Kennite often accuses the East London Mosque of being a “hotbed of extremism”, but here’s what they had to say.

Individuals claiming to be self-styled ‘Muslim patrols’ have been harassing members of the public on the streets of east London late at night, including outside our mosque after it has closed. They have anonymously uploaded their exploits to the internet.

These actions are utterly unacceptable and clearly designed to stoke tensions and sow discord. We wholly condemn them. The East London Mosque is committed to building co-operation and harmony between all communities in this borough. The actions of this tiny minority have no place in our faith nor on our streets.

Earlier this week we contacted the Police and the local authorities to alert them to the presence of these individuals and video. We advise anyone who has been harassed by these individuals to contact the Police.

We will monitor the situation closely and our Imams will be speaking out against such actions.

But I guess you wouldn’t talk to them… would you, Trev? Is it really too much trouble to tell the truth? In your case and that of your vile rag, that’s clearly a stupid question.

DON’T BUY THE SUN!

UPDATE 22/1/13 @ 0928

After making some checks, I’ve discovered that “Those Who Sign In Blood” is mentioned on two other sites: one is Pamela Geller’s Atlas Shrugs (I won’t link to her site). Geller, a friend to the EDL and other racists, is fond of lies and disinformation. Geller also apologised for Anders Behring Breivik ( Breivik is rather fond of Geller too). This is the kind of person Trevor Kavanagh is. The other site, SABC News, uses it as a tag but doesn’t mention it in the text.

UPDATE 22/1/13 @ 1419

I found this interesting article on Globalreasearch.ca. Unlike, Trevor Kavanagh, I do my research. This name “Those Who Sign In Blood” is actually “Those Who Sign With Blood”. Sure, there is a slight semantic difference but so what? Kavanagh ignored many details in order to advance a pro-war thesis.

Take this, for example.

This process of escalation is part of a US military and strategic “road-map”, a subsequent stage in the militarization of the African continent, “a followup” to the US-NATO 2011 war on Libya.

It is a project of neo-colonial conquest by the US over a vast area.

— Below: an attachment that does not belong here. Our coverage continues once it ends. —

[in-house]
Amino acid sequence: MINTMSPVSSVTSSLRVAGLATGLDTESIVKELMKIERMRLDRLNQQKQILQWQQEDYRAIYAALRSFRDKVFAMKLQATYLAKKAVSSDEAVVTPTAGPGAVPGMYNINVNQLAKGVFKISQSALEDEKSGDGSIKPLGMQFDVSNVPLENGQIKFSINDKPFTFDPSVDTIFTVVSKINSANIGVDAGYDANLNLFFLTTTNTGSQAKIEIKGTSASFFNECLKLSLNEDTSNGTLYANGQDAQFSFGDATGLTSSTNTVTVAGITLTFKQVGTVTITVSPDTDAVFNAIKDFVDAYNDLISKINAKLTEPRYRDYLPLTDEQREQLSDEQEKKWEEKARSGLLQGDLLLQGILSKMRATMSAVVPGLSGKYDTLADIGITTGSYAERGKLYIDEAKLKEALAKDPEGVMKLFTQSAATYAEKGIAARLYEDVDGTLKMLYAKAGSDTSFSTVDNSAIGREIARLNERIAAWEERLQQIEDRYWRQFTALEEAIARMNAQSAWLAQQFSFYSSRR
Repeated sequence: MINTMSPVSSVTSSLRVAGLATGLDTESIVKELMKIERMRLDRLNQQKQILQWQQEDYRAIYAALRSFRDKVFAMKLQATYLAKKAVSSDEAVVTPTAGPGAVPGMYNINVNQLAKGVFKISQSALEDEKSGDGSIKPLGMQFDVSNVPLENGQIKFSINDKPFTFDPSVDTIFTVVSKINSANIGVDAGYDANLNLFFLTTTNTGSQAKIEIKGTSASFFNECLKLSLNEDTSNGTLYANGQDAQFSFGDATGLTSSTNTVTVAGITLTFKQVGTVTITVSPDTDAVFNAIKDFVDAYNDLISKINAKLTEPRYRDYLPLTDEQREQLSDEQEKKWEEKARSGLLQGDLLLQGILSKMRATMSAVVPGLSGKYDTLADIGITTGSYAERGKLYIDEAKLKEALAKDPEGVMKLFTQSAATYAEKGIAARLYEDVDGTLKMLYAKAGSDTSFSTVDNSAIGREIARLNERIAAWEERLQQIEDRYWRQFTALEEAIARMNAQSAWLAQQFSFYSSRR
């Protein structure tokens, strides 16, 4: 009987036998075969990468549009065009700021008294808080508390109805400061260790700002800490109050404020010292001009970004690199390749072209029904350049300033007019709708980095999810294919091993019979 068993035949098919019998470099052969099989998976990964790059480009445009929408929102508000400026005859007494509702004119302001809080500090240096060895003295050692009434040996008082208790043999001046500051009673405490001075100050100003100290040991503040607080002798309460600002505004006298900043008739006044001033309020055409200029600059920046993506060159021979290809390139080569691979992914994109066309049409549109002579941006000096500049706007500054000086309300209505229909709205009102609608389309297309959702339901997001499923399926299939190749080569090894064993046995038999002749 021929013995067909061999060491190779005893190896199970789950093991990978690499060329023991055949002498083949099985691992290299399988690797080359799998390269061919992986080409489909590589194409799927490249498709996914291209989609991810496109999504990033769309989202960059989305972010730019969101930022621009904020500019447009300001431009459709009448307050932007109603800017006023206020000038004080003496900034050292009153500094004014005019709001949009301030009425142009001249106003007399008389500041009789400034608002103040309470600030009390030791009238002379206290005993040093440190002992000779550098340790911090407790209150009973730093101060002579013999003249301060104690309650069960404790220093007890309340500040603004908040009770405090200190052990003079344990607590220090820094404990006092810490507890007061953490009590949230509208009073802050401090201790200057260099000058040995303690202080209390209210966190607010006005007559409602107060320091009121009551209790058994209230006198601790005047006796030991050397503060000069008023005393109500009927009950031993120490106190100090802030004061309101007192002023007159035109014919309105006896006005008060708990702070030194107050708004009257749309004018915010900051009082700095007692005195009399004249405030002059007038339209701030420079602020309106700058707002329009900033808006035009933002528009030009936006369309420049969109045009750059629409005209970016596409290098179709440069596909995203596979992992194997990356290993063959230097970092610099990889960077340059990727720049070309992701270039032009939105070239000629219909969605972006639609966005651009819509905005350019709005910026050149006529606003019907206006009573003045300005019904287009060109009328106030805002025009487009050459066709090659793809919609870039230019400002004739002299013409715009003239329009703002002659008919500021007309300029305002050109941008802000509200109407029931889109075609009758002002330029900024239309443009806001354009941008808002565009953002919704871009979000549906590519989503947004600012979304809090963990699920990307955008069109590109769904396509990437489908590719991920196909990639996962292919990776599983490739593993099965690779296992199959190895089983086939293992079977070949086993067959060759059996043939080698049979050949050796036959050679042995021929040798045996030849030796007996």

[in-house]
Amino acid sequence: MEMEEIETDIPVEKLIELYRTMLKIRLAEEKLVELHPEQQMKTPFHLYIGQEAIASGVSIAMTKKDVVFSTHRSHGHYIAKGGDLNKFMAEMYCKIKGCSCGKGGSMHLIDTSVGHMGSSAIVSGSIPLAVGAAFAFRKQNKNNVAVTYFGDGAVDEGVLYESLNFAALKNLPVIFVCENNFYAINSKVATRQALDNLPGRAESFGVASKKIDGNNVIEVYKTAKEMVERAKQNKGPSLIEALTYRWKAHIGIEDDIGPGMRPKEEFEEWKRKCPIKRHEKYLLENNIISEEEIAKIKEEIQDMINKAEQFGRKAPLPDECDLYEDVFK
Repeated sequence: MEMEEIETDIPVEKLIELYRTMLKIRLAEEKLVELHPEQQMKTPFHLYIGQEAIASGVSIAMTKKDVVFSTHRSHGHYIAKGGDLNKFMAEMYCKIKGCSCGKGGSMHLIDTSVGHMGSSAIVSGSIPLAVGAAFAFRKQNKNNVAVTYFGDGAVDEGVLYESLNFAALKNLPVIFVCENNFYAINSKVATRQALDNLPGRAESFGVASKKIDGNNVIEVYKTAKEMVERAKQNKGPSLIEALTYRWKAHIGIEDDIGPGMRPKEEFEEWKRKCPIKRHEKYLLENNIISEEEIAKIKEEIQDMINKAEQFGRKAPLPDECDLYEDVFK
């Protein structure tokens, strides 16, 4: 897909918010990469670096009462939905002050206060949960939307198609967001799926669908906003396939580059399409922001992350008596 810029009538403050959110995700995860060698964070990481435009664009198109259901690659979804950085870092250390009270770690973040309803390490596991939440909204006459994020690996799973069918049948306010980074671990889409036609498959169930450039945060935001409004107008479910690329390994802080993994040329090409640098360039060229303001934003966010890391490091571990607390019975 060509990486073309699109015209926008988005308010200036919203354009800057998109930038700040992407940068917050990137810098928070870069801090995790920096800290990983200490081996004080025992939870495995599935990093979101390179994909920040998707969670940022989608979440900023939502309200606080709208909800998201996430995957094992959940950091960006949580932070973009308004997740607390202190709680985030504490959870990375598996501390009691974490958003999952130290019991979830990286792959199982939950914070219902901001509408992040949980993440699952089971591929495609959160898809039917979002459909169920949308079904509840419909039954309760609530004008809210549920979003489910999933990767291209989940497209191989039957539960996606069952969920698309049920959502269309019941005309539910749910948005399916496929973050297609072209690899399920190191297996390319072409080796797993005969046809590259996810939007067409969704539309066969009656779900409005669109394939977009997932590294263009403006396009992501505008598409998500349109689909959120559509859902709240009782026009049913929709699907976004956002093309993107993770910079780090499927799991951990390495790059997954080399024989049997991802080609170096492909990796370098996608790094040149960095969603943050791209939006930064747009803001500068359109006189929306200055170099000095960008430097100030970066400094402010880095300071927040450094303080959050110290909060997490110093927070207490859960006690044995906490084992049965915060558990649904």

While France is the former colonial power, intervening on behalf of Washington, the end-game is to eventually exclude France from the Maghreb and sub-Saharan Africa. This displacement of France as a colonial power has been ongoing since the war of Indochina in the 1950s.

While the US is prepared in the short-run to share the spoils of war with France, Washington’s ultimate objective is to “redraw the map of the African continent”, and eventually, to transform francophone Africa into an American sphere of influence. The latter would extend across the continent from Mauritania on the Atlantic to the Sudan, Ethiopia and Somalia.

A similar process of excluding France from francophone Africa has been ongoing since the 1990s in Rwanda, Burundi and the Republic of the Congo.

In turn, French as an official language in francophone Africa is being encroached upon. Today in Rwanda, English is an official language, alongside Kinyarwanda  and French. Starting with the RPF government in 1994, secondary education was offered in either French or English. Since 2009 it is offered solely in English. The University since 1994, no longer operates in French. (The president of Rwanda Paul Kagame does not read or speak French). In 2009, Rwanda joined the Commonwealth.

Throw China and India (Yes, India) into the equation and what have you got? A new Scramble for Africa. Kavanagh’s not interested in that or the lives of ordinary African people who will get caught up in this mess.

I’ve also changed the title of this blog to better reflect Kavanagh’s chest-thumping narrative.

Leave a comment

Filed under Ideologies, Journalism, Media, News Corporation, propaganda, Racism, Yellow journalism